Yes, I appreciate the irony in writing a blog post about unsolicited advice that could be read as unsolicited advice.
I’ve been playing around with the idea of never giving anyone any advice that they haven’t asked me for, though, and I thought it would make a great topic for a post here while I’m adjusting to the idea of keeping my mouth shut until or unless I’m asked for my opinion.
Perhaps someday I’ll revisit this topic once I have more to say about it? For now, let’s talk about why giving people advice they haven’t asked for is a terrible idea.
You Don’t Have All of the Facts
Everyone has private parts of their lives that are only shared with very few people or maybe even no one else at all. It could be as simple as a soothing bedtime ritual or as complex as an uncommon hobby that they only discuss with others who have also devoted their free time to perfecting the art of underwater basket weaving.
The parts of someone’s life that others see almost certainly don’t give a full picture of who they are or how complex their problems – or their perceived problems – really are.
Sometimes what looks like a banana isn’t actually a banana after all. (Also, I love this picture in and of itself. Isn’t it interesting?)
One Size Doesn’t Fit All
I’ve seen this happen multiple times with various friends of mine who are living with serious, longterm mental or physical health problems.
No sooner do they mention having a particularly bad day or dealing with a troublesome, new symptom than someone else will jump in with a half-dozen suggestions for how they should fix their disease once and for all.
Yes, they’ve tried all of those cures already. No, that random Internet article isn’t going to magically fix deep-seated health problems that have been bothering them for decades and that have been treated by multiple doctors and other healthcare professions over the years.
I’ve only ever had this happen to me briefly once or twice, and even that made me irrationally angry. I can’t imagine what my friends who must deal with possibly well-meaning but ultimately wrong and judgemental assumptions about their bodies over and over again go through.
What works for one person can fail miserably for another even if they’re both dealing with similar circumstances or diseases.
It Doesn’t Work
Advice is only useful when the person receiving it is open to the idea of changing. It’s not like a vaccine that will protect someone from dangerous diseases regardless of what thoughts flutter through their minds while their immune systems are learning how to recognize and destroy inactivated polio germs.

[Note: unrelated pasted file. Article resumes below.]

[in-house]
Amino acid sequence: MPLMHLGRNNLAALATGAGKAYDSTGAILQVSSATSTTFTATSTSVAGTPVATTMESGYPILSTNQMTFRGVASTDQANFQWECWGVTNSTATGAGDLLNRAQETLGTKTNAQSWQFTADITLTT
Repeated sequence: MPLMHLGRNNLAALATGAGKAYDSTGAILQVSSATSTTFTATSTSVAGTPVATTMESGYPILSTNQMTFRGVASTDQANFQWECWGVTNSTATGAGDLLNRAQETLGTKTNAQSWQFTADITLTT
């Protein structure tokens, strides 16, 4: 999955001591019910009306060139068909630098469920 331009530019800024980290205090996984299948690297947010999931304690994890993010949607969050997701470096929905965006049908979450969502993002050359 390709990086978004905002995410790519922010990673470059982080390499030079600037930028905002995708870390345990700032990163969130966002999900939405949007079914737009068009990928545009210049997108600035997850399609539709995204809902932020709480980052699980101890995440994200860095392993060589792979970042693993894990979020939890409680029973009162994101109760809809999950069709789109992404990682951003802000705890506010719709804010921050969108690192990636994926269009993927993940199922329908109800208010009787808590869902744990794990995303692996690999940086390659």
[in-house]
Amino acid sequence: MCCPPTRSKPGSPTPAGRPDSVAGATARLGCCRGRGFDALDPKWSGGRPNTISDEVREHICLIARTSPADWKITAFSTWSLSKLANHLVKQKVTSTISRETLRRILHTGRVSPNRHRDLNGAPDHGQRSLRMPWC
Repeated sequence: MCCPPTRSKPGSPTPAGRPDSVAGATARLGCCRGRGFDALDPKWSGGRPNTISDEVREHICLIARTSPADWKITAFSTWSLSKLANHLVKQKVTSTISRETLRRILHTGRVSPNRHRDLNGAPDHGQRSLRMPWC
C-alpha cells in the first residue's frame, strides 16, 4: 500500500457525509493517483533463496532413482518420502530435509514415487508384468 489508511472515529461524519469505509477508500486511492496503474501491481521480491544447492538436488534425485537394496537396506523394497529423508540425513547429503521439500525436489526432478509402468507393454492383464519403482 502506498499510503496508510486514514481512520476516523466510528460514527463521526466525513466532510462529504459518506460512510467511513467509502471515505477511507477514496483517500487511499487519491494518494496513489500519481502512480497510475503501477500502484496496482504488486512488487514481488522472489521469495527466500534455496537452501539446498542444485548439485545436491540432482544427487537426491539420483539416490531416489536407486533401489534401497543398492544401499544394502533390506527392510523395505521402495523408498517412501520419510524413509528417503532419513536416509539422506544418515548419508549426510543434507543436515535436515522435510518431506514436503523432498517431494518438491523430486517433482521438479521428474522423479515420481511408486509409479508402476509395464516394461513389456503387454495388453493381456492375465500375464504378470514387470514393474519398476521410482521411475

One has to be ready to accept what the advice-giver is saying in order for it to have any hope at all of working. Changing your personality, habits, and/or current situation is such a difficult task that there’s no other way of going about it. Anyone who isn’t motivated to keep going even if they don’t see any results right away is almost certainly going to give up long before any of the work they might have put into their current personal project has had any chance at all to fix things.
Unwanted advice also doesn’t work well for adult relationships in general. When someone who isn’t in an official place of authority over me tries to control what I do or how I live, I feel annoyed and confused. If they continue to do it over a long period of time despite being asked to stop, I slowly begin to share less about my life with them.
Not only does unsolicited advice not work in the short term, it makes me much less willing to listen six months or a year from now if they have something else to say to me.
Rather than prompting me to change whatever it is they think I’m doing wrong, what this kind of interaction teaches me is that they’re not a safe person to confide in. I will often start spending less time with them and guarding myself when I do see them. Their intentions may have been noble, but the results of their poor boundaries are going to be the exact opposite of what they might have hoped for.
Some Lessons Have to be Learned the Hard Way
Not everyone is willing to take the experiences of others as the ultimate truth.
I’d be lying if I said I didn’t have the urge to warn other people about certain types of mistakes I’ve made in the past, but you can’t live someone else’s life for them.
Sometimes they have to find out for themselves that something is a terrible idea regardless of whether it takes thirty seconds or thirty years between their decision and reaping the consequence of it.
The only thing the rest of us can do in the meantime is to respect their boundaries and hope that they’ll learn their lesson as quickly and easily as possible.